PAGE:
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Exploring occupational therapy with adults with intellectual disabilities and sensory processing challenges within assessment and treatment units

People with intellectual disabilities are more likely than the general population to have difficulties processing sensory information.  This is particularly true for individuals with intellectual disabilities who are also Autistic.  Sensory processing difficulties are of interest to occupational therapists as they have been found to impact on participation in daily activities and quality of life.

When people are admitted to an Assessment and Treatment Unit, assessment is often carried out around their sensory processing needs as part of a comprehensive occupational therapy assessment.  The evidence base around sensory processing assessments and interventions for people with intellectual disabilities is limited however, and there is a lack of robust evidence to guide occupational therapists working in this area.  Quality intervention research is therefore required.

Helen Justice used a Delphi approach to create preliminary evidence by gathering experienced occupational therapists’ views on practice.  The research sought to establish important elements of practice when using sensory integration-informed approaches with adults with intellectual disabilities admitted to acute Assessment and Treatment Units.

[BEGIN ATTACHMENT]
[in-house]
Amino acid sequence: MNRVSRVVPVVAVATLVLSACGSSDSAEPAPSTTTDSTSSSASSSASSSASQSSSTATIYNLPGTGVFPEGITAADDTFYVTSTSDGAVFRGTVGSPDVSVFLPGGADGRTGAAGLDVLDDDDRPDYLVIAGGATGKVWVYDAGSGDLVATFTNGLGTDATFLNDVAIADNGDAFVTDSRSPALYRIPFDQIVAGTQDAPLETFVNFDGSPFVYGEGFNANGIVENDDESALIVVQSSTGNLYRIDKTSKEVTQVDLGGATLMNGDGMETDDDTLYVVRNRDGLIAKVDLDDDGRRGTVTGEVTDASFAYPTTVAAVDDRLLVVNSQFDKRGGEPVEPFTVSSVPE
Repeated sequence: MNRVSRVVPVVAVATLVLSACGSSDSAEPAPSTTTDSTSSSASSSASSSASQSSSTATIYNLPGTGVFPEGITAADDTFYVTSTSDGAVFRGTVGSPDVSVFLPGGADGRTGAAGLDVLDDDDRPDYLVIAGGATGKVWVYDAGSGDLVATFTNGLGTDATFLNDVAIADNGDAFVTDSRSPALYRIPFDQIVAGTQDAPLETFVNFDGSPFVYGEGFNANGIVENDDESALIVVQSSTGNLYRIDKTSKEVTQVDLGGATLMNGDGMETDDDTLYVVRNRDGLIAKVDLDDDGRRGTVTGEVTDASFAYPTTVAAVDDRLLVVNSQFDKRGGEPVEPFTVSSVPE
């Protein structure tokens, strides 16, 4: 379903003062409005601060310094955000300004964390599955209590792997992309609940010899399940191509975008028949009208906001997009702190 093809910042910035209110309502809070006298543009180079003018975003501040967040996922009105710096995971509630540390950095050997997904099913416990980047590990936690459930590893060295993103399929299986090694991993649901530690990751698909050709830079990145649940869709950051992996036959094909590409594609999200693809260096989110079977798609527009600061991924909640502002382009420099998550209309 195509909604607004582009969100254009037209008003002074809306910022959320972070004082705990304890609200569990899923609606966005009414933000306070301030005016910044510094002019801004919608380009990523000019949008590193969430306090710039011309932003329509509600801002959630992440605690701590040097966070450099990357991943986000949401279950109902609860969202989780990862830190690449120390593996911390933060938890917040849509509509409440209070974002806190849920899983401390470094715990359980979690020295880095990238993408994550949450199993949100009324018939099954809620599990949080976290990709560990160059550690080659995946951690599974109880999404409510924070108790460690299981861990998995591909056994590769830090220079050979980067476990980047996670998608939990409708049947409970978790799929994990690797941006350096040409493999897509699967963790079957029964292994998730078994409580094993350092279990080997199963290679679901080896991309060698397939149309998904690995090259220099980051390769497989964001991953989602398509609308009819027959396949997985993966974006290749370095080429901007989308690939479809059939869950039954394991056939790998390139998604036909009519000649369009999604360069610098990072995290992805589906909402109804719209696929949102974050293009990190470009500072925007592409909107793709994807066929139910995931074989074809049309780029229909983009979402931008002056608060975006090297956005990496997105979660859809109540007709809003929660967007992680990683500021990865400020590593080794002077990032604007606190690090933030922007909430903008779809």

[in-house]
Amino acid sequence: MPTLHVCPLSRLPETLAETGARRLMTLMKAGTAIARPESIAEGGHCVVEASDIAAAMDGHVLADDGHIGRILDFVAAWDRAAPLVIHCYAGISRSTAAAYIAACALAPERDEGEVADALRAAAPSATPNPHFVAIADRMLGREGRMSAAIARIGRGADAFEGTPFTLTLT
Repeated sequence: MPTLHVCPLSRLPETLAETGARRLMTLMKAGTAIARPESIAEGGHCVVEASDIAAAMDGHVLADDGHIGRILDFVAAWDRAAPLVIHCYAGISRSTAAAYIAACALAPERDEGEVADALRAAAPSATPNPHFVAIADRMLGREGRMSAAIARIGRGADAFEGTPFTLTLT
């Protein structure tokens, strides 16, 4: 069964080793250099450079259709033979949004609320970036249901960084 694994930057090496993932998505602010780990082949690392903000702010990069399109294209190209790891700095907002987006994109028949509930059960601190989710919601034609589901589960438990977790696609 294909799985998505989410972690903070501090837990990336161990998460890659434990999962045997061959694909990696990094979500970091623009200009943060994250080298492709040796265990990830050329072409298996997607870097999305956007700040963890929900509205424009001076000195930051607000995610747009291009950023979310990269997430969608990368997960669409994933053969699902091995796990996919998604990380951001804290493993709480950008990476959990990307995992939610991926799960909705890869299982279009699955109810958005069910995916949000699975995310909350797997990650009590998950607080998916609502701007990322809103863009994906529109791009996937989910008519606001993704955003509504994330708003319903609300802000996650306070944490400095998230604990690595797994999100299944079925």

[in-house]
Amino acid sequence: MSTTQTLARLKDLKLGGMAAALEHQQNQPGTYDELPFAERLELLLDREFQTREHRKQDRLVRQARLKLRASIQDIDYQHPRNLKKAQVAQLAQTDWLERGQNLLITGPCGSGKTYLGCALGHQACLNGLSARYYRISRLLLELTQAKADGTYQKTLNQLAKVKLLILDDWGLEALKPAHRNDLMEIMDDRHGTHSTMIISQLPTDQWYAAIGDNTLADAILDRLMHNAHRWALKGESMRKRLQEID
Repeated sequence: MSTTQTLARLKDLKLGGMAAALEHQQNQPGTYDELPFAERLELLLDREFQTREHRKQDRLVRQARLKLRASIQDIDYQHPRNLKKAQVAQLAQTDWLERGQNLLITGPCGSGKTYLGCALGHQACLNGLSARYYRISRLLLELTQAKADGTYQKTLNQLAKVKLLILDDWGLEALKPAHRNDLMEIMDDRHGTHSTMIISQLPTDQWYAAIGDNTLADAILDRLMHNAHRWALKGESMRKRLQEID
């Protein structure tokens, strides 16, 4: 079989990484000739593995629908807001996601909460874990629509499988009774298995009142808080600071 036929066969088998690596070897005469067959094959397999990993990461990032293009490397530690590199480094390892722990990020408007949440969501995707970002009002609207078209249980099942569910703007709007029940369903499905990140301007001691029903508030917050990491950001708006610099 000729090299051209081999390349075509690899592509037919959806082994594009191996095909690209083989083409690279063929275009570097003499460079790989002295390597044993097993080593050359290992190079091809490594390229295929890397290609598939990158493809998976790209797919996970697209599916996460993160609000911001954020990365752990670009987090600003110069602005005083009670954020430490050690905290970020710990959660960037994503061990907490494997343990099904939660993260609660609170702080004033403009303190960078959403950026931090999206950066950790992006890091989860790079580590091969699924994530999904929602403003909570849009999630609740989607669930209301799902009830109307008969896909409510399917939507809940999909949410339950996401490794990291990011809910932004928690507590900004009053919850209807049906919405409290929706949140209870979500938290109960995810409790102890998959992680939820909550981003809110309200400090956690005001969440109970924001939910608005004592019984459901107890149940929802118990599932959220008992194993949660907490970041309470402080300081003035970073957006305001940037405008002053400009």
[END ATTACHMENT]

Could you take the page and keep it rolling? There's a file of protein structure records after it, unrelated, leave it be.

13 occupational therapists from the UK and Ireland participated in a series of online surveys and were asked which sensory processing assessments, treatments, facilities, equipment and training they felt were important in this setting. Survey items were rated for importance and participants could also provide comments if they wished.

The Delphi panel were in strong agreement regarding many elements of practice they felt were important for use in acute Assessment and Treatment Units and a list of important practice items was created.  

Two themes were identified from participant comments: “Complexity” and “Pragmatism vs. Ideal World”.  The themes highlighted challenges to practice in this clinical area and the complex clinical reasoning used to overcome these.  

The research was completed as part of an NIHR-funded MRes in Clinical Research at University of Brighton.


A list of items agreed as important for practice in this field can be downloaded below (this is also referred to in the 2021 paper)

Justice, HHaines, D, Wright, J (2021) Occupational therapy for adults with intellectual disabilities and sensory processing challenges: Exploring practice within acute assessment and treatment units. Irish Journal of Occupational Therapy 48(1) 28-35

Findings from this study have also been shared at the following conferences:

  • IASSIDD World Congress, Glasgow, August 2019
  • European Sensory Integration Congress, Vienna, June 2017
  • Royal College of Occupational Therapists Specialist Section - People with Learning Disabilities Annual Conference, London, October 2017
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